Cycling2And then we turned a corner and there was a group of multi-storey buildings on a hill top in the distance. Kigali, our destination. Eight miles later we were there and we celebrated with a banana split, as nothing like that had been available en route.

403 miles, no punctures, no hassles or security problems and a chance to see rural Africa in a way that allows genuine contact.

Recent Newspaper Articles

jamie-devaneyJamie’s Fund has recently been mentioned in a number of newspaper articles.  Links to two of these are given below.  We’d be very interested to get any feedback you may have.

Season’s Greetings

It has been a busy year for Jamie’s Fund and time has flown since I visited Kisiizi in April.

I recently met with the Cheshire and Wirral Partnership team who had not long returned from Kisiizi and had undertaken some great work there with the staff at Kisiizi Hospital. The team, headed by  Dr Niall Campbell, included Joanna Holland and Dee Brace, both Nurse Practitioners in Early Intervention, Dr Unwana Etta and  Jenny Milburn, Specialist OT . They have some very compelling stories of their week there and we hope to bring you some of these in the New Year.

There has been a lot of activity in Fundraising with Brian, our Community Fundraiser organisiing events to take place in 2015 and strengthening our links with Chester University and their 175th Anniversary Fundraising Campaign.  In addition, the Buy a Brick Campaign continues and if any of you have unwanted gifts at Christmas please let Brian know as he will be happy to sell them on Ebay for you with all proceeds going to Jamie’s Fund. Please do keep an eye on our Facebook page and website for updates on forthcoming events.

We are planning a media campaign in January and hope to raise the profile of Jamie’s Fund early in the new year through local and hopefully some national, media. We will annonce any publicity via the website in advance if possible to make sure you don’t miss our story in the press.

As we end the year, I would like to thank all those who have and continue to raise funds or have made donations to Jamie’s Fund. The time, effort and generosity  put into raising money is hugely appreciated by all at Jamie’s Fund. Every penny takes us a step nearer to the new Mental Health Centre in Kisiizi. Thank you.

I wish you all a peaceful Christmas and a happy and healthy 2015.

Best wishes


Mental Health for Sustainable Development

APPGFollowing the recent review on global mental health held at the UK Parliament by the All-Party Parliamentary Group (APPG) on Global Health and APPG on Mental Health, a new report was launched on 26th November 2014 titled ‘Mental Health for Sustainable Development’.

The review was Chaired by Lord Nigel Crisp and James Morris MP, with an aim to assess why and how the UK should act to help improve mental health in low and middle income countries. In addition to individual written reports and interviews, the review held two oral evidence sessions for parliamentarians to hear from and question leading experts in the field of international development and global mental health. Dr Maureen Wilkinson, who you will know as an Advisor to Jamie’s Fund, attended Parliament and was involved in the evidence sessions.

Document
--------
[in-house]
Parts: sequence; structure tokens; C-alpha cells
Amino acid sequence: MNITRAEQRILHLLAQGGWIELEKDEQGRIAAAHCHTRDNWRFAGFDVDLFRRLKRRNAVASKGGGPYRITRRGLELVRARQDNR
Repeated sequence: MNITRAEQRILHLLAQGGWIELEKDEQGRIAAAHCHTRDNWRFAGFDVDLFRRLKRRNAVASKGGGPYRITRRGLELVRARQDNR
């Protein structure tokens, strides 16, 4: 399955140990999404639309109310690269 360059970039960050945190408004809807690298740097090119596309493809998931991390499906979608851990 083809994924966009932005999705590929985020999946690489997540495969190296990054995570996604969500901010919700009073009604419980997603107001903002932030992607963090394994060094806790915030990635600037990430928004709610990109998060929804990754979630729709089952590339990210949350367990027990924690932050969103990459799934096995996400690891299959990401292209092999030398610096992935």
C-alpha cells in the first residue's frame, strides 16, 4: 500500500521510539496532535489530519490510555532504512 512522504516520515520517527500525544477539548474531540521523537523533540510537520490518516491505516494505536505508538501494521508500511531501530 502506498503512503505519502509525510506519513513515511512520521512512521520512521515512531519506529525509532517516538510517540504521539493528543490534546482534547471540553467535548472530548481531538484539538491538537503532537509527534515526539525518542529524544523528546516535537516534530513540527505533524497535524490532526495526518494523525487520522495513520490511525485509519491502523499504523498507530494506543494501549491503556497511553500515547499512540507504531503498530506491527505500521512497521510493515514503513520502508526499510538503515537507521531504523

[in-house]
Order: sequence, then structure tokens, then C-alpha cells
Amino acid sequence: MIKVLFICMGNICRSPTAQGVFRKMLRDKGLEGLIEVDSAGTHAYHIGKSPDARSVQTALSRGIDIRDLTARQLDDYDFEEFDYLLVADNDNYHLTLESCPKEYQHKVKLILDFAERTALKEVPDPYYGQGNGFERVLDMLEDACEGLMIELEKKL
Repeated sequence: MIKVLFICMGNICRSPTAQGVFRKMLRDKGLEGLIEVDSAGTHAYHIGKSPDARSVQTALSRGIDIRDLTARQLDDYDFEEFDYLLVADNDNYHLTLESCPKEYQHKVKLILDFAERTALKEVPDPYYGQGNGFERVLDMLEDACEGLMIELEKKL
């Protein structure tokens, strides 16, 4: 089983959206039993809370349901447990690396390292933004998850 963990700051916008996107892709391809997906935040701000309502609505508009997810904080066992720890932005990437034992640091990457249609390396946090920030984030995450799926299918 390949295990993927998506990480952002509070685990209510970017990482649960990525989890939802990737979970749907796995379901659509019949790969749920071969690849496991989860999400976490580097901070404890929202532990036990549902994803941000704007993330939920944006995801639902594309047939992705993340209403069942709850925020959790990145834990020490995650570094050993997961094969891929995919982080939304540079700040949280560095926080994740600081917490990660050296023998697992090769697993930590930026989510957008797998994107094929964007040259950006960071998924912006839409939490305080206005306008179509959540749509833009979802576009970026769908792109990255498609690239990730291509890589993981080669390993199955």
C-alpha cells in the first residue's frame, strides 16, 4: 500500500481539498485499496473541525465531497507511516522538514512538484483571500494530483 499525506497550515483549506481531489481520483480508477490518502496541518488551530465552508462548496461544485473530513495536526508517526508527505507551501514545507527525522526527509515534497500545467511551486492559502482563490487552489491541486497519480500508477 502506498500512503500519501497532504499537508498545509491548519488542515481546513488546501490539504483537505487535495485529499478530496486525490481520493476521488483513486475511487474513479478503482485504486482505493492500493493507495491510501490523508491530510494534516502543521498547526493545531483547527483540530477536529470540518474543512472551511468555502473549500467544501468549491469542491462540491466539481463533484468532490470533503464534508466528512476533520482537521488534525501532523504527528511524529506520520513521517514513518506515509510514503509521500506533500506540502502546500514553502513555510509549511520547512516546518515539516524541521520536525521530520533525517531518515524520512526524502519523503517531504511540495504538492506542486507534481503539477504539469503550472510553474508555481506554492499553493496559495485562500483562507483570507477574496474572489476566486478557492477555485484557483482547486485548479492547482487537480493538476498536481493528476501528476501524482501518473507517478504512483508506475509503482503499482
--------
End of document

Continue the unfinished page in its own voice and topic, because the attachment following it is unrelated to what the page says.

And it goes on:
Three quarters of people with mental health problems live in low and middle income countries and receive little or no evidence-based treatment. This report sets out three important arguments why mental health matters globally and why development activity will not be truly successful without tackling mental health issues and sets out four clear recommendations for ‘doing more’ and ‘doing differently. To view the report please click here.

CEO Latest News

It’s been a busy couple of weeks here at Jamie’s Fund and you may notice some changes to our website recently.

Hugh Burgess, who you will recognise as one of Jamie’s Fund Trustees, has been working very hard behind the scenes to improve our new website so it looks even better and is easier to use. He is also establishing ‘Jamie’s Shop’ which will enable you to buy Jamie’s Fund merchandise such as sweatshirts and t shirts through the website. We hope to have this up and running in plenty of time for you to make purchases for Christmas.

We are really pleased to have appointed Dr Brian Larsen as our new Community Fundraiser and he already has some great ideas to get people involved in Jamie’s Fund and help raise funds towards Phase One of the new Mental Health Inpatient Unit at Kisiizi Hospital. Brian will be developing fundraising projects which we hope you will get involved in and he will also be working closely with the University of Chester to help them raise funds in their 175th Anniversary year. Keep an eye on the website because Brian will be letting you know about his exciting projects very soon. If you have any fundraising ideas or would like some support in your own fundraising efforts, Brian he can be contacted on 07884 406440 or at .  He will be delighted to speak with you.

I met with Ann Bryan, Associate Dean Business and Enterprise at the University of Chester, and Avril Devaney in her role as Director of Nursing, Therapies and Patient Partnership to talk about ways the University, Cheshire and Wirral Partnership NHS Foundation Trust and Jamie’s Fund can work together to develop greater support for the staff providing mental health care at Kiiizi. We will be working on these plans over the next few months and will keep you informed of progress.

Please remember to register with Easyfundraising before you start your online Christmas shopping that way Jamie’s Fund will recieve a percentage of your spend as a donation from the retailer. It really is ‘money for nothing’! You can register at

Please get in touch if you have any fundraising news you would like to share with us  – it would be lovely to hear from you.

Best wishes